10.1101/780866v1.abstract
  • Decreased K13 Abundance Reduces Hemoglobin Catabolism and Proteotoxic Stress, Underpinning Artemisinin Resistance

    Yang, T; Yeoh, LM; Tutor, MV; Dixon, MW; McMillan, PJ; Xie, SC; Bridgford, JL; Gillett, DL; Duffy, MF; Ralph, SA; McConville, MJ; Tilley, L; Cobbold, SA;
    Department of Biochemistry and Molecular Biology, The University of Melbourne, Melbourne, VIC 3010, Australia
    Increased tolerance of Plasmodium falciparum to front-line artemisinin antimalarials (ARTs) is associated with mutations in Kelch13 (K13), although the precise role of K13 remains unclear. Here, we show that K13 mutations result in decreased expression of this protein, while mislocalization of K13 mimics resistance-conferring mutations, pinpointing partial loss of function of K13 as the relevant molecular event. K13-GFP is associated with ∼170 nm diameter doughnut-shaped structures at the parasite periphery, consistent with the location and dimensions of cytostomes. Moreover, the hemoglobin-peptide profile of ring-stage parasites is reduced when K13 is mislocalized. We developed a pulse-SILAC approach to quantify protein turnover and observe less disruption to protein turnover following ART exposure when K13 is mislocalized. Our findings suggest that K13 regulates digestive vacuole biogenesis and the uptake/degradation of hemoglobin and that ART resistance is mediated by a decrease in heme-dependent drug activation, less proteotoxicity, and increased survival of parasite ring stages. Copyright © 2019 The Authors. Published by Elsevier Inc. All rights reserved.
    10.1016/j.celrep.2019.10.095
  • The deubiquitinating enzyme PSMD14 facilitates tumor growth and chemoresistance through stabilizing the ALK2 receptor in the initiation of BMP6 signaling pathway

    Seo, D; Jung, SM; Park, JS; Lee, J; Ha, J; Kim, M; Park, SH;
    Department of Biological Sciences, Sungkyunkwan University, Suwon, 16419, Republic of Korea
    Product(s): MG-132
    Although bone morphogenetic protein 6 (BMP6) signaling pathway has been implicated in many types of cancer, its role of tumorigenesis seems to be controversial and its ubiquitin-modifying mechanisms have not been fully addressed. Our study was designed to investigate how BMP6 signaling pathway is regulated by ubiquitin-modifying systems and to address molecular and clinical significance in colorectal cancers. Human deubiquitnase (DUB) siRNA library was used to screen the specific DUB, named PSMD14, involved in BMP6 signaling pathway. Immunoblot, immunoprecipitation and ubiquitination assays were used to analyze targets of the PSMD14. A role of PSMD14-mediated BMP6 signaling pathway for malignant cancer progression was investigated using in vitro and in vivo model of colorectal cancers as well as clinical samples of colorectal cancer patients. The deubiquitinase PSMD14 acts as a positive regulator for the initiation of the BMP6 signaling pathway through deubiquitinating K48-linked ALK2 type I receptor ubiquitination mediated by Smurf1 E3 ligase, resulting in increased stability of the ALK2. This role of PSMD14 is independent of its intrinsic role in the 26S proteasome system. Furthermore, either PSMD14 or ALK2 depletion significantly decreases tumorigenesis of HCT116 colorectal cancer cells in a xenograft model as well as cancer stemness/chemoresistance, and expression of the PSMD14 and ALK2 gene are correlated with malignant progression and the survival of colorectal cancer patients. These findings suggest that the PSMD14-ALK2 axis plays an essential role in initiation of the BMP6 signaling pathway and contributes to tumorigenesis and chemoresistance of colorectal cancers. Copyright © 2019 The Authors. Published by Elsevier B.V. All rights reserved.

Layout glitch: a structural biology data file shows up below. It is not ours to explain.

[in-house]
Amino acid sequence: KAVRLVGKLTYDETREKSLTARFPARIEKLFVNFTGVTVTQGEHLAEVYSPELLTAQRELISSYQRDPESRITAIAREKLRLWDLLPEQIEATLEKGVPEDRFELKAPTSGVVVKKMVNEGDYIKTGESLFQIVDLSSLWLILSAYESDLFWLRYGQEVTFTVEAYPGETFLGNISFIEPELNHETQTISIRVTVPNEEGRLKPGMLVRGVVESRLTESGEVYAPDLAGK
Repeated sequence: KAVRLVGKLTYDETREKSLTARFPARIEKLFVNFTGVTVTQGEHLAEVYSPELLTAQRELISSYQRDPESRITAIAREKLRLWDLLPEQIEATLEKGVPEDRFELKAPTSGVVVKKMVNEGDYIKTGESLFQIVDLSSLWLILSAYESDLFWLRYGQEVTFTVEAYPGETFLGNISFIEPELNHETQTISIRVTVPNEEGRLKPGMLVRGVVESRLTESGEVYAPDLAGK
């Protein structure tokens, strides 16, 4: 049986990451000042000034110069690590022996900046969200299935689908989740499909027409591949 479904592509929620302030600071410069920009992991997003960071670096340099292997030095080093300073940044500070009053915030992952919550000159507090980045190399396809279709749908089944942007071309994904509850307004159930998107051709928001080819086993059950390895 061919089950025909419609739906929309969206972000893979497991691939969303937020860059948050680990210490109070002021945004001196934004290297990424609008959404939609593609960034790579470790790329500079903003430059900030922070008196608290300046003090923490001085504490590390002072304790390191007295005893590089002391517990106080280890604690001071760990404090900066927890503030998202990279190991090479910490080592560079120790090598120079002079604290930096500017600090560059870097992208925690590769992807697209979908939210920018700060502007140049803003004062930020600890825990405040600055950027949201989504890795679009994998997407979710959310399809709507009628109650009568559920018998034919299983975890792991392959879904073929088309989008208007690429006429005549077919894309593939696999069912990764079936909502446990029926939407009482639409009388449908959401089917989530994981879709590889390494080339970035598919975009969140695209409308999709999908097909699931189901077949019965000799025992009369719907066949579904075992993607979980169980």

10.1016/j.ebiom.2019.10.039

Items 2936 to 2940 of 3009 total

Show
per page
To Top